Understanding and Evaluating Ethical Engineering Practice

Description

This project qualitatively investigates how practicing engineers experience ethical issues in their workplace. This understanding of practicing engineers’ experiences will support a better alignment of engineering ethics instruction with what students might experience in professional practice.

Abstract
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Description

Engineering degree programs recognize that ethics is essential in preparing students for professional practice. However, current efforts in ethics education may not adequately reflect practicing engineers’ experiences with ethical issues.

We are applying phenomenography, a qualitative, empirical research methodology for investigating qualitatively different ways people experience a phenomenon, to comprehensively understand how practicing engineers experience ethical issues in their workplaces. We will categorize and explore variations in the ways engineers experience ethics in professional practice based on 45 phenomenographic interviews. While we do not presuppose core features of such variation, such features may include ethical decision-making processes, relationships between stakeholders, and organizational culture. Whereas others have interviewed practicing engineers to gather cases for ethics education, we aim for fundamental understanding. Our approach is descriptive, not normative. We are not aware of previous phenomenographic research studies in engineering ethics education.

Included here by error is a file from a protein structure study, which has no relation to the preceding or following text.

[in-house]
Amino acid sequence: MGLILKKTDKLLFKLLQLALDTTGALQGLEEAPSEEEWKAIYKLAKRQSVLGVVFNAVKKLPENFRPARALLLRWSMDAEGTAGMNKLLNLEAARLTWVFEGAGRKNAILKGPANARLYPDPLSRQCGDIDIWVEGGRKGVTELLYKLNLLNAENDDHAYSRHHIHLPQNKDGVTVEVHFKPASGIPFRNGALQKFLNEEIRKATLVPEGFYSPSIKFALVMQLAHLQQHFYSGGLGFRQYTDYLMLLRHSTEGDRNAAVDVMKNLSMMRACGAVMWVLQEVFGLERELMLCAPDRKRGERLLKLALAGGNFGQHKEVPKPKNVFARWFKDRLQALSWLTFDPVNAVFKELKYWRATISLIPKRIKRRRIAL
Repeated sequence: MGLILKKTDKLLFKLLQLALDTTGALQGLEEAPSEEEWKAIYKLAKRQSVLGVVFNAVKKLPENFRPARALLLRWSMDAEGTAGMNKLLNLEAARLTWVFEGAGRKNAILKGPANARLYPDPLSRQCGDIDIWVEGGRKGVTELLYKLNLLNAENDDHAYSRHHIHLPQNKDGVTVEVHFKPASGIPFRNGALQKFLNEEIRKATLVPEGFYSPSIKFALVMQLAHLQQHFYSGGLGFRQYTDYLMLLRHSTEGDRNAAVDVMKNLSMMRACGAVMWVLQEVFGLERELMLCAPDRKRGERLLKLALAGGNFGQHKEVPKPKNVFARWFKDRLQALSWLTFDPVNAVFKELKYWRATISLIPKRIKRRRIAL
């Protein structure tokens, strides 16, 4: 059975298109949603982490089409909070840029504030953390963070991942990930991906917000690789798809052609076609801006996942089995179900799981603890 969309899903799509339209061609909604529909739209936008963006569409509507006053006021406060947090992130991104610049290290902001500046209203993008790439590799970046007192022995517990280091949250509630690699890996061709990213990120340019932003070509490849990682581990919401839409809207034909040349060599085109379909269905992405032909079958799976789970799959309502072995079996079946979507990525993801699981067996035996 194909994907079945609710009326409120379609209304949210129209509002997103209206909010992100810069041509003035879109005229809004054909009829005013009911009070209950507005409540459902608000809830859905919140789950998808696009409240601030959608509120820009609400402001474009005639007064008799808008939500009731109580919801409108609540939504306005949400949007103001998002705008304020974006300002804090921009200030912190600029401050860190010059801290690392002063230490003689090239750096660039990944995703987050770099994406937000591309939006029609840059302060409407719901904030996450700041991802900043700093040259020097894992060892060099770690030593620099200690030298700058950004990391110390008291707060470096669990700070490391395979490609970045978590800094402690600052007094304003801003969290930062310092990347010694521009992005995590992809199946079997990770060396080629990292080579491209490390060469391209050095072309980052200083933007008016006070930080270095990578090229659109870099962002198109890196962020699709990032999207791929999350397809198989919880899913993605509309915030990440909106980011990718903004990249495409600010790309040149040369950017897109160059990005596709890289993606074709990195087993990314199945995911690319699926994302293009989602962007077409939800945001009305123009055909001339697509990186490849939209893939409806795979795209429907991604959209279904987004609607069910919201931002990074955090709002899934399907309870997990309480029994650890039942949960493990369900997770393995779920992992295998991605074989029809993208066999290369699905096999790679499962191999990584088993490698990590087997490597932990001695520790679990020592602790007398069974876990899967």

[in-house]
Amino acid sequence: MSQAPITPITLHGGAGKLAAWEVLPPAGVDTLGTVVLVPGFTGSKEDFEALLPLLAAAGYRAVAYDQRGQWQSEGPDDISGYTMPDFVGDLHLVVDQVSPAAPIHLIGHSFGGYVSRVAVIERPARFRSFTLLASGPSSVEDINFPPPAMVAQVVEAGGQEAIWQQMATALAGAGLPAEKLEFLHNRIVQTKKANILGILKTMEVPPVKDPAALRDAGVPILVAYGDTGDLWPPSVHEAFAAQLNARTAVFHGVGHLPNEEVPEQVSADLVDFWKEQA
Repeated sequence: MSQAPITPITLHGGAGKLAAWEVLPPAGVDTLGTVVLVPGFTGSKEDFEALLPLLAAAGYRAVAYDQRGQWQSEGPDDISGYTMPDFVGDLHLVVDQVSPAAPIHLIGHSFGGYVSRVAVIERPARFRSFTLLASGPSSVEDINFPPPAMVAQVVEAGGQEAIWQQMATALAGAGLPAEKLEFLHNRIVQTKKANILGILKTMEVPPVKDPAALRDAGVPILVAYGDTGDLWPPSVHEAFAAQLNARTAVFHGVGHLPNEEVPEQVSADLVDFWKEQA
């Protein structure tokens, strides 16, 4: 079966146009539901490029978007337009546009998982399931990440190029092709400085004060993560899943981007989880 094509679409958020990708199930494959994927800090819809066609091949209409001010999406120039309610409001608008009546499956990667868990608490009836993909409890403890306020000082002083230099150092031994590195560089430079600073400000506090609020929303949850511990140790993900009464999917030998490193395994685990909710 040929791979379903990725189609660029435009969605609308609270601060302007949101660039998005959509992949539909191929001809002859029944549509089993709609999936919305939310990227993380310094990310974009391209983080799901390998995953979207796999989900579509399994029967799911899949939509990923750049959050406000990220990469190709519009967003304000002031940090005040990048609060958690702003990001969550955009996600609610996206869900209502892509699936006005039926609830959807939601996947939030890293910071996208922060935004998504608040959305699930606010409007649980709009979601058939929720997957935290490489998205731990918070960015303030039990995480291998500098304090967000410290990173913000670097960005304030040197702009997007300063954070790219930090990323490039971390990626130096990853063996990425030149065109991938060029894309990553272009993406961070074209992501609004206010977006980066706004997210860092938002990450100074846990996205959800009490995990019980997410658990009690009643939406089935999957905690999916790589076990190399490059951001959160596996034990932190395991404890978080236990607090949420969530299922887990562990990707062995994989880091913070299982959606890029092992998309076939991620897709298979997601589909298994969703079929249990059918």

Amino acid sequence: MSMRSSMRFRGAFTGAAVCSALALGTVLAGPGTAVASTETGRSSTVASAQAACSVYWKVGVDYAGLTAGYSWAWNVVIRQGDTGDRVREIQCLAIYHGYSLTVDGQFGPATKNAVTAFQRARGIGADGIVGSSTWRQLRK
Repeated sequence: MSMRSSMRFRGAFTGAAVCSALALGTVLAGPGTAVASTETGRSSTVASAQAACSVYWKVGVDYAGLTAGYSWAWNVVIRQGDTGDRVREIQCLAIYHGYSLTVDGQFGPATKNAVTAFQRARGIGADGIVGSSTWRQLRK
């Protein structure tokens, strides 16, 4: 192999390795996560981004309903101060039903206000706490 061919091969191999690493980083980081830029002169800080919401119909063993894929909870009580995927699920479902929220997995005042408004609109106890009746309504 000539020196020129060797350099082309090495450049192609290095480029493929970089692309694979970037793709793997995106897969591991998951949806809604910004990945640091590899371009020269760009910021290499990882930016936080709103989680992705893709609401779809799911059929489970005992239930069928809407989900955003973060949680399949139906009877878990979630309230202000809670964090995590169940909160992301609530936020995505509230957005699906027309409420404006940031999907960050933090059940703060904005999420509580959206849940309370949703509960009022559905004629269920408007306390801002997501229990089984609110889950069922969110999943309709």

We are conducting semi-structured interviews with engineers from three areas of the health products industry: orthopedic, pharmaceutical, and other medical devices. Participants were selected to ensure variation on several criteria, including years of experience, workplace roles, gender, and academic degrees. Phenomenographic analysis will enable us to generate a comprehensive framework to understand engineering ethics, grounded in the experiences of engineers. This understanding of practicing engineers’ experiences will support a better alignment of engineering ethics instruction with what students might experience in professional practice.

Leadership

Dayoung Kim
School of Engineering Education
Purdue University

Carla B. Zoltowski
School of Electrical and Computer Engineering
School of Engineering Education

Michael Loui
School of Engineering Education
Purdue University

Alison J. Kerr
University of Tulsa

Justin L. Hess
STEM Education Innovation & Research Institute
Indiana University Purdue University Indianapolis

Nicholas D. Fila
Department of Industrial Design
Iowa State University


Funding

Engineering of 2020 Seed Grant, College of Engineering, Purdue University; National Science Foundation Awards: 1737303 and 1623125

Recipient Organization

Purdue University, West Lafayette, Indiana, USA

Start and End Date

September 2017-August 2020

Contact Information

Andrew O. Brightman (aob@purdue.edu)

Attached Resources

Applying Phenomonegraphy to Understand Practicing Engineers' Lived Experiences About Ethics in Engineering and its Implications for Ethics Education